Tag Archives: Jill Anna Ponasik

‘Agnes of God’ is a glorious triumph for Renaissance Theaterworks

The setup of Agnes of God looks like your typical “angel on one shoulder, devil on the other” story. The play opens with a Mother Superior introducing herself to a psychiatrist. Each is prepared to wrestle for the soul of a young nun accused of murdering the baby she secretly carried and gave birth to, and each seems primed to unveil the other as an enemy in disguise. 

Renaissance Theaterworks has taken a complex, challenging work and taken it to the next level, with director Suzan Fete giving three of Milwaukee’s most talented actresses all the tools they need to make this a battle to remember.

From their first appearances, the women of Agnes of God intrigue us with the mysteries they hold. Dr. Martha Livingston (Laura Gordon) begins with the first of several monologues, playwright John Pielmeier’s method of transitioning from scene to scene and getting inside Martha’s head. Next, we meet Sister Miriam Ruth (Flora Coker), Agnes’ mentor and Mother Superior, whose dry, very un-nun humor is only the first of many surprises she’ll reveal. And then there’s Agnes (Rána Roman), a 21-year-old postulant who is innocent of the world outside her convent. Hidden away in her mother’s home until age 17, she’s subject to visions and she hears voices. She sings with a rapturously beautiful voice that she says is not hers but that of a mysterious “Lady.”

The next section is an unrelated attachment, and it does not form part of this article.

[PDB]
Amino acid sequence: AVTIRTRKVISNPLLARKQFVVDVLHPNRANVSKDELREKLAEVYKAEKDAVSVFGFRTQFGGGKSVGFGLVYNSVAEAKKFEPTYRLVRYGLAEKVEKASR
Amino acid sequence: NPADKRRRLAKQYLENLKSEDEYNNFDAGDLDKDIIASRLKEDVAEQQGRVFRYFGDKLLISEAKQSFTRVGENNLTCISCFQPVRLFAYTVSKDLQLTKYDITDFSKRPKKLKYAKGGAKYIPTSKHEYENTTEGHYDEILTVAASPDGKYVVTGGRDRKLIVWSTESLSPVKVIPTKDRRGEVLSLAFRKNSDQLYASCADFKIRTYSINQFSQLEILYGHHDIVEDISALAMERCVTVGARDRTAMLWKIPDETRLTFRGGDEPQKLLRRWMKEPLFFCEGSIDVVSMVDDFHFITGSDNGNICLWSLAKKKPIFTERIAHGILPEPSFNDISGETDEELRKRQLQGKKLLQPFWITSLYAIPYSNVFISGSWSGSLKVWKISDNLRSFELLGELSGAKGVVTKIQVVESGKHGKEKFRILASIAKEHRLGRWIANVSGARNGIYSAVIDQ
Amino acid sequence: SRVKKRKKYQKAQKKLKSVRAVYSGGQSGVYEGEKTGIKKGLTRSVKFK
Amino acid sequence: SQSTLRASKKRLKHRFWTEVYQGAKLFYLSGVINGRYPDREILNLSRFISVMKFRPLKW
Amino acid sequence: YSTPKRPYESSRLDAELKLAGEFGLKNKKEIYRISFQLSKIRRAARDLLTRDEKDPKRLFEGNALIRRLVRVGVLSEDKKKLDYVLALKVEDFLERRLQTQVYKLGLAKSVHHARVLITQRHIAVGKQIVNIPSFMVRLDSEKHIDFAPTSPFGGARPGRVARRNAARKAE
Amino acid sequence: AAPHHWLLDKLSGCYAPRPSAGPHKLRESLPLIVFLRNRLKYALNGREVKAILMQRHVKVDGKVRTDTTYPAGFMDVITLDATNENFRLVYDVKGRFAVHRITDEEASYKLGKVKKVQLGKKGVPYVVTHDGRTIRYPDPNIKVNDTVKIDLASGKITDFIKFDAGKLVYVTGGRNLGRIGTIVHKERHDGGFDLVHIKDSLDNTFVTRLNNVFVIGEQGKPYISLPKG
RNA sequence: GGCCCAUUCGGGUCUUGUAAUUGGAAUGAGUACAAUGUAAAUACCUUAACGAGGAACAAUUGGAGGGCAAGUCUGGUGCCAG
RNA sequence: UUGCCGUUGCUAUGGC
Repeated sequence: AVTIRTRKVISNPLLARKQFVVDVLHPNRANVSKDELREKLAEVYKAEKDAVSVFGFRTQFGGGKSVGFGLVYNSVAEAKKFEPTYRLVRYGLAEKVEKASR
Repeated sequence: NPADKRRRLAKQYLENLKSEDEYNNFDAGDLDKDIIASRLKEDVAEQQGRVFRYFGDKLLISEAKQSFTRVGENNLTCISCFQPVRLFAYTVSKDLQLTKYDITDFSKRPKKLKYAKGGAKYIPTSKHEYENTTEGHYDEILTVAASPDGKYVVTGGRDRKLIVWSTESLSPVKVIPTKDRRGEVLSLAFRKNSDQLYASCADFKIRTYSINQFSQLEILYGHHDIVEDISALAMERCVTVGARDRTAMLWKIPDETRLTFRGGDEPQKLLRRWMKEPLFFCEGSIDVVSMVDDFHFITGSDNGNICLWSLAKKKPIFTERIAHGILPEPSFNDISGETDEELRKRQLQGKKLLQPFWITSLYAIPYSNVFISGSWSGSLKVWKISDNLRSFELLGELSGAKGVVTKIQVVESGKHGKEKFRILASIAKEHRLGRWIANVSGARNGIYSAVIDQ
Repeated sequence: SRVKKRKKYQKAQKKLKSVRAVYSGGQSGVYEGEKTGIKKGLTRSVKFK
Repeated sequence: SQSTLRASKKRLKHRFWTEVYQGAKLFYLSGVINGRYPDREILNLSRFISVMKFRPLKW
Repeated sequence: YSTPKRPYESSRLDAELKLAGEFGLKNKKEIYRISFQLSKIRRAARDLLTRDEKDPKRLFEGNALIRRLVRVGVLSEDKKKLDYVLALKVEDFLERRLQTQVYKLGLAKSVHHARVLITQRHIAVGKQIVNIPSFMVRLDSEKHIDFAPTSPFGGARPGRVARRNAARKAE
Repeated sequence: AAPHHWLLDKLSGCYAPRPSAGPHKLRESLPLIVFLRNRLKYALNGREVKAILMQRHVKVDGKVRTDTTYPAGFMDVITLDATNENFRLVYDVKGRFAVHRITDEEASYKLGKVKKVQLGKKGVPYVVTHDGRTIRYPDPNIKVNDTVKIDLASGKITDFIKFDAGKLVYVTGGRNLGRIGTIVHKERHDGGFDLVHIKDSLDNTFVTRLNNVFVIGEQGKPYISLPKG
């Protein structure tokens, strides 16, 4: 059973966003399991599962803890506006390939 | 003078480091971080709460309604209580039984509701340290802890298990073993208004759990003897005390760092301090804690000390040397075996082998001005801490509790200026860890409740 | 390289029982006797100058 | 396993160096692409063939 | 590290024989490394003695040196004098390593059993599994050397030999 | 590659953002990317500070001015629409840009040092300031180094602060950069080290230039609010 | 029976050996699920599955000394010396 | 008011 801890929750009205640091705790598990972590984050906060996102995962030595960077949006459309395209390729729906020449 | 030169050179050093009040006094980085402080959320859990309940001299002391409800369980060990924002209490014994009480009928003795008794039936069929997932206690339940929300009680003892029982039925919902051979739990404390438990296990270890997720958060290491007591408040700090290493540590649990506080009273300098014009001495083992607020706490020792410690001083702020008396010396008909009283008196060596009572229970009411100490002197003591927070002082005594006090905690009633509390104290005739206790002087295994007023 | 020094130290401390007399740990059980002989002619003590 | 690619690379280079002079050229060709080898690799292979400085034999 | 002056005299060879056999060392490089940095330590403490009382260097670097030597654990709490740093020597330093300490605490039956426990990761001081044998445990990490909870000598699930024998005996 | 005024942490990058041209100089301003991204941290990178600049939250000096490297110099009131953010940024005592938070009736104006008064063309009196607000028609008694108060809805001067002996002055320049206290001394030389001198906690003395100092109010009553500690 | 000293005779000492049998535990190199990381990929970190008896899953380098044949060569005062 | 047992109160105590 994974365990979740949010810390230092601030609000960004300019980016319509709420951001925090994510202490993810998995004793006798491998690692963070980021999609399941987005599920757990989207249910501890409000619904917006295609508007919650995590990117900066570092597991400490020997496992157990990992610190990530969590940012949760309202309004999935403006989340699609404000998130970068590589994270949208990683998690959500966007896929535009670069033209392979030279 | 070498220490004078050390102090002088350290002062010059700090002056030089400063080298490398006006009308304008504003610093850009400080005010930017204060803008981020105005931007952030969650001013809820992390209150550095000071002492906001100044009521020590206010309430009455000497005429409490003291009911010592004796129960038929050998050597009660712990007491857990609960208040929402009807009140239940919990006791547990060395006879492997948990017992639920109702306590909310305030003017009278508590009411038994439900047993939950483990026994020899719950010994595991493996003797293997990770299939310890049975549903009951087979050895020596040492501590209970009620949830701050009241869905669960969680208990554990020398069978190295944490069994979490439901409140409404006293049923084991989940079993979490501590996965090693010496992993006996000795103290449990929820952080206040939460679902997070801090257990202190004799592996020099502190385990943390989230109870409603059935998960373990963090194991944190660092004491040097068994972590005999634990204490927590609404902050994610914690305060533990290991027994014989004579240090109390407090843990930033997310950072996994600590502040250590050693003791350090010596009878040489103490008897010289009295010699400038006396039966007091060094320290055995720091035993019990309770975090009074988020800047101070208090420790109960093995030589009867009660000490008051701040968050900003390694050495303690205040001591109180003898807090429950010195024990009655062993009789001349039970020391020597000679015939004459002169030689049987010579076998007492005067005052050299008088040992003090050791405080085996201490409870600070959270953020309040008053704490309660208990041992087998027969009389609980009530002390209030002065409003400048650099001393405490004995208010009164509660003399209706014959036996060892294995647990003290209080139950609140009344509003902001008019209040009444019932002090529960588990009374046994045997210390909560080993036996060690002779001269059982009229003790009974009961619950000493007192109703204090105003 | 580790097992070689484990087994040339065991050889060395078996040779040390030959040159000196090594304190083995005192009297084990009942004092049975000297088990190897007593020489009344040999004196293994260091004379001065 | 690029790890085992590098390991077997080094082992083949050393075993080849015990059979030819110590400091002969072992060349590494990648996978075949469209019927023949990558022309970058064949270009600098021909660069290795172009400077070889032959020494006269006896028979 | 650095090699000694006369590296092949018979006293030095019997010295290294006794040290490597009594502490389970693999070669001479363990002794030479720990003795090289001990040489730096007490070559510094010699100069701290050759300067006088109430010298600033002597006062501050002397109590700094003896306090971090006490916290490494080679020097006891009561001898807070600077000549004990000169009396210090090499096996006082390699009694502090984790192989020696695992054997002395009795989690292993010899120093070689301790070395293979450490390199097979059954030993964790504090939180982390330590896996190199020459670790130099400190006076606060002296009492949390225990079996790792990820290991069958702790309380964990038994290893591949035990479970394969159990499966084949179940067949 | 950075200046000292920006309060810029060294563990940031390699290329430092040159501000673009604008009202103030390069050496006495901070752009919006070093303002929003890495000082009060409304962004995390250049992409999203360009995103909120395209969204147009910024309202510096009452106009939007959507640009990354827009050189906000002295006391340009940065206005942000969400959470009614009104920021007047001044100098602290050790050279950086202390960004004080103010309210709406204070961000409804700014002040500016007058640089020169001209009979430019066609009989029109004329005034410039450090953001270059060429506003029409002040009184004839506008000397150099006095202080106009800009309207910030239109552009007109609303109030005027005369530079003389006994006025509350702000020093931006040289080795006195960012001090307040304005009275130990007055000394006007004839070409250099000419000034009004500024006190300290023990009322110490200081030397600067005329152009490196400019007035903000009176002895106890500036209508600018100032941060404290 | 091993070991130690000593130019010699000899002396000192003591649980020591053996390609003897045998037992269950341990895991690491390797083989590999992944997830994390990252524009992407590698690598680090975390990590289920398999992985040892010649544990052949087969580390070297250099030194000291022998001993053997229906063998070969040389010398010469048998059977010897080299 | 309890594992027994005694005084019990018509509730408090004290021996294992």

Appointed by the court to serve as a neutral party and decide if the young Agnes is fit to stand trial for the murder of her child, Martha is anything but objective. She is swayed first by lingering hatred for the Catholic Church due to the events of her past. But she quickly becomes entranced by the mystery of Agnes’ story, letting it carry her far from her original mission. Martha loses herself in Agnes’ story and pulls us in with her. Gordon’s magnetic, commanding stage presence keeps us (like Martha) from realizing the dangers of going in so deep until it’s too late.

Coker’s Miriam, on the other hand, can be almost repulsive at times, as our perception of her shifts with Martha’s discoveries. There’s never a doubt in our minds that this nun loves and wants to protect her young charge, but her methods occasionally seem manipulative — even as we partially agree with them. Miriam’s goal throughout the play is to protect Agnes, but Pielmeier’s script and Fete’s presentation deftly manipulate our inclination to side with the seemingly enlightened Martha. Our insights into her mind to trick us into ignoring the red flags she raises.

Roman may have the hardest role, for Agnes is never all she seems. She is ignorant but insightful; pure of soul but tortured as well. Roman walks the line and makes it look easy. Equally effortless-appearing are the songs she sings throughout the production, a cappella hymns and chants delivered with a clarion voice. It should be no surprise that her singing is so stellar. Roman has proven her vocal skills repeatedly in such local productions as In the Heights and Fortuna the Time Bender vs. The School Girls of Doom. And music director Jill Anna Ponasik is one of the city’s finest directors, musical or otherwise.

One of the greatest strengths about Renaissance Theaterworks is its commitment to brilliant, bold choices in design, as well as in play selection and casting. Returning designer Anthony Lyon’s set for this production is perhaps the best example I’ve seen yet. Two chairs, a small bench, and some end tables sit upon plain white flooring, which at the back curves upward into a sloped wall disguising a stairwell — the perfect backdrop for the action on stage. The pièce de résistance comes at the very end of the play — but that’s a visual too perfect to reveal in advance.

RTW’s Agnes of God is an inspired production. Whether or not it’s divinely inspired — well, go see the play and get back to me.

On stage